Consumer tracking & YouTube

While ruminating on the relationship between content and containers, my mind kept returning to YouTube. In this week’s readings, Whitney Ann Trettien (2013) writes about “artifacts that seem to skirt the peripheries of the average user’s experience in fact occupy a central position within the digital marketplace, exposing the processes of mediation and communication circuits upon which network capitalism depends.” One place where the invisible infrastructure of network capitalism is apparent is the tracked search.

As other YouTubers will attest, the place of advertisements on the site has changed over time. Once one video ends, another will begin almost immediately, creating a continuous play list. In between these videos, advertisements will occasionally play. Normally I do not pay much attention to advertising on the internet, ads are after all commonplace; however, around the time I was planning my wedding, the ads were suddenly all wedding-themed. This shift in content was jarring, and made YouTube’s ability to track my searches obvious.

While I am aware my searches are being tracked on most sites, this sudden shift in ad content, so clearly linked to changes in my recent searching activity, made the surveillance visible. It was a reminder that the continuous flow of content available on YouTube is determined by my search habits and the site’s ability to monitor what I watch. For a moment the infrastructure of logarithms and code designed to make a profit at my expense was obvious.


Trettien, Whitney Anne. “A Deep History of Electronic Textuality: the Case of English Reprints of John Milton’s Areopagitica.” Digital Humanities Quarterly 7, no. 1 (2013).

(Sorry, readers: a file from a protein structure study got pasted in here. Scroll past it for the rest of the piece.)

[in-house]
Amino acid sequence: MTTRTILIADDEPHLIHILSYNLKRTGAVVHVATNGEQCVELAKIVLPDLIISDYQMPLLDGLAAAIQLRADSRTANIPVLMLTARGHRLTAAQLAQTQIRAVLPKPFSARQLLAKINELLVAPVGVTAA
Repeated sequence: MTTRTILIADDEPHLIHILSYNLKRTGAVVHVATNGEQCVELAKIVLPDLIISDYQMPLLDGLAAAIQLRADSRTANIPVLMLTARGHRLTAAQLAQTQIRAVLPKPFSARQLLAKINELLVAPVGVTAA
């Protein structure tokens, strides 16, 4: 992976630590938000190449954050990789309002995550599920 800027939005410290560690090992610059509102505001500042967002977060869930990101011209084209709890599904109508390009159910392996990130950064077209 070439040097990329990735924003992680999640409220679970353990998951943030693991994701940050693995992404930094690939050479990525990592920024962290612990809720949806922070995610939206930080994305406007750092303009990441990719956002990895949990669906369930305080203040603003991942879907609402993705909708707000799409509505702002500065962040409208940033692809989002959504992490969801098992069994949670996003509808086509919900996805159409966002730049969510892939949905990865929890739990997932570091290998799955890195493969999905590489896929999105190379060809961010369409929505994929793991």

2 thoughts on “Consumer tracking & YouTube”

  1. I totally can relate to this…

    Also, it made me think of how pervasive video ads are in YouTube nowadays. Five or so years ago YouTube content did not have these ads. This reminds me that YouTube and its videos are not really part of a grassroots community. It is owned by Google. And Google advertises. For profit. Now, I see YouTube content as commercialized even more than I did a decade ago when the advertising was sidelined to my periphery in the form of banner ads and the like.

    1. This shift has been interesting to me since I’ve spent too much of my time watching YouTubers in the past. The shift from grassroots to actual studios has made a lot of people lose interest in YouTubers. Like you both pointed out, it’s obvious and really distracting.

      I recently started playing with a Firefox plugin, NoScript, which allows you to turn of JavaScript and the like on sites. It’s been fascinating to see how much stuff was at work. But what was really terrifying was how many times Google Analytics showed up. I’ve now done my due diligence to block it.

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